1 Casino Stock To "Buy", 2 To "Hold"

David is a member of The Motley Fool Blog Network -- entries represent the personal opinion of the blogger and are not formally edited.

Ever since signs emerged that China was slowing down, casino stocks have started to tumble. However, going with the herd can be very dangerous. In my view, double-digit gaming revenue growth from Macau indicates that the fundamentals are holding up. While they may slip a little, stocks have become overly discounted against the prospect of rising business from new project developments. Below, I review three casino stocks to consider.

Las Vegas Sands (NYSE: LVS): Go With The Analysts And Buy

Despite the dramatic decline since the mid-April local high, Las Vegas is still an excellent growth stock. Analysts forecast 24.3% annual EPS growth over the next 5 years, which will put 2016 EPS at $5.20. At a 17x multiple, this translates to a future stock value of $88.40 - more than doubling any initial investments made right now, on top of a 2.2% dividend yield.

How much is $88.40 worth in present terms? To get that figure, you would discount the future stock value by an appropriate rate, say 10%. That discount rate implies a present value of $54.89. Yet the stock is only valued at $43.61. There is thus a strong margin of safety that is overclouded by the beta of 3.6. Imperial Capital recently put a $62 price target on the casino company in its "outperform" Aug. 22 report.

And for good reason. Las Vegas Sands has dramatically increased free cash flow over the years. For the twelve trailing months ending 2Q 2010, the company lost $1.2 billion in free cash flow. Two years later, it was generating $1.5 billion in positive free cash flow. This turnaround easily merits opening a long position.

MGM Resorts (NYSE: MGM) & Wynn Resorts (NASDAQ: WYNN): Both "Holds"

Over the last six months, Wynn has fallen by 10.5%, which is at least 1,770 bps better than the decline of LVS. With shares still elevated at 22x forward earnings and a high bar set at a 16.9% annual EPS growth forecast, I recommend holding out. Ditto for MGM, which has continued to fall but now trades below book value.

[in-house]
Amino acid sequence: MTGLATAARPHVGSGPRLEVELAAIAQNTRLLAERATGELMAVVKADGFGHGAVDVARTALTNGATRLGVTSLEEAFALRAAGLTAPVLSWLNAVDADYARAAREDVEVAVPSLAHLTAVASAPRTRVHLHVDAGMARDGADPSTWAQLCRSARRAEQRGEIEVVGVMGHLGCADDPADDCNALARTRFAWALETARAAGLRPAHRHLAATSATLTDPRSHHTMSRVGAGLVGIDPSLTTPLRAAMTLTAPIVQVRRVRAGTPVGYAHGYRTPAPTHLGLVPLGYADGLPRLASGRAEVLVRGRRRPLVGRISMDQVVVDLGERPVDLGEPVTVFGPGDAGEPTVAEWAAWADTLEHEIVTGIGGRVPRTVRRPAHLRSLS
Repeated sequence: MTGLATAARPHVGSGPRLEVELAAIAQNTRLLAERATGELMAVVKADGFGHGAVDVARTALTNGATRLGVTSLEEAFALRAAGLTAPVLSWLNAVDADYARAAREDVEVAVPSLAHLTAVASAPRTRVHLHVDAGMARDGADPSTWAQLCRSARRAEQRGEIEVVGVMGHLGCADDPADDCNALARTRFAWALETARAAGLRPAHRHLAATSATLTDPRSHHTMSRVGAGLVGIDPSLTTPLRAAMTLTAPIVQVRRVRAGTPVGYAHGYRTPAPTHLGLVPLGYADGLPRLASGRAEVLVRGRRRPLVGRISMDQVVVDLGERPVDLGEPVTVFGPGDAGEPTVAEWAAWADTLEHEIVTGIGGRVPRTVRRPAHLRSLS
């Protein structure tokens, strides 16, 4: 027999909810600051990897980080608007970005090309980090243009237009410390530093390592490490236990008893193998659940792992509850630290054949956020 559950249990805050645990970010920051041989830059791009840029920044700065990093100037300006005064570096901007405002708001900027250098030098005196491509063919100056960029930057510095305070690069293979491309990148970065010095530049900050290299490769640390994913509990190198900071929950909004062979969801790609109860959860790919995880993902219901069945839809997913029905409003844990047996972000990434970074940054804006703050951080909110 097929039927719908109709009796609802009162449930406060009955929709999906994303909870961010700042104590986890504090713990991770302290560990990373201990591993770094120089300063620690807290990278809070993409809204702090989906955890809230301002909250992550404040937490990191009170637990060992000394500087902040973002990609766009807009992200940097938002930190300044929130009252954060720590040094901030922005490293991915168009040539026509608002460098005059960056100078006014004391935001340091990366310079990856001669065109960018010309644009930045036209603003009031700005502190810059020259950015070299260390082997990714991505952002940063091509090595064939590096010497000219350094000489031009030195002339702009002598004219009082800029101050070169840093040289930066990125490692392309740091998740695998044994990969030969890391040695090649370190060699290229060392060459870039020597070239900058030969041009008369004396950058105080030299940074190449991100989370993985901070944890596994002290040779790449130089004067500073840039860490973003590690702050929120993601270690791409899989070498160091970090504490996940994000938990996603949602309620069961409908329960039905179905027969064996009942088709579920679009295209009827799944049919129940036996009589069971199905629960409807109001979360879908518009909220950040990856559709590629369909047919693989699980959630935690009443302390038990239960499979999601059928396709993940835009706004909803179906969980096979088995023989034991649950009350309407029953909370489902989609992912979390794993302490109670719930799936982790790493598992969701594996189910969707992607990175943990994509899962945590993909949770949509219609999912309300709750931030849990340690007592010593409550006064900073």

On a fundamental level, I find that Wynn is more attractive than MGM. For one, it is not losing money, and its ROE and return on invested capital have been on the rise. The addition of the Cotai resort  has also yet to be appreciated by the market, which is myopically focused on the upwards of $4 billion in expenses. The negativity on a slowdown in China also showcases the market's  focus on quarter-to-quarter event. In the long-term, China looks very lucrative thanks to a rising middle class.

Macau represents roughly three-quarters of Wynn's business and, though it has declined by 7.1% in the recent quarter, the fundamentals are still heading in the right direction. Cost reductions and expansion elsewhere will generate brand appeal to draw in gamblers. After posting an 11.6% decline in revenue, Las Vegas (the city, not the stock) is more of a long-term headwind for the firm. Competition continues to put pressure on market share.

Reports that Macau gambling revenue growth fell to 12.3% in September sent jitters across the market. However, this was surrounding the period of China's national holiday and is thus more indicative of a local weak point than anything else. MGM is ultimately the most vulnerable to uncertainty, and it has reportedly been carefully tracking visitor levels to decide on a suitable path forward.

Unfortunately, momentum has been working against MGM. In the most recent earnings call, management reported a disappointing $0.30 per share, which was twice as bad as analysts expected. One-time events dragged down results, however, and obscured the better-than-expected returns from Macau and positive outlook on a bookings turnaround. Despite this I recommend holding out until debt levels and capital expenditures come down.

Want to Learn More?

For many companies, successfully capitalizing on a booming Chinese economy is like winning the jackpot. That's literally the case for gaming company Las Vegas Sands, which made a big bet on Macau gaming about a decade ago that's paid off in spades. The company is now looking to spread its empire further, but will it be able to replicate its prior successes? Learn about all these opportunities, and the risks they pose, in The Motley Fool’s brand new premium report on Las Vegas Sands. They're providing a full year of analyst updates to go with it, so make sure to claim your copy today by clicking here.

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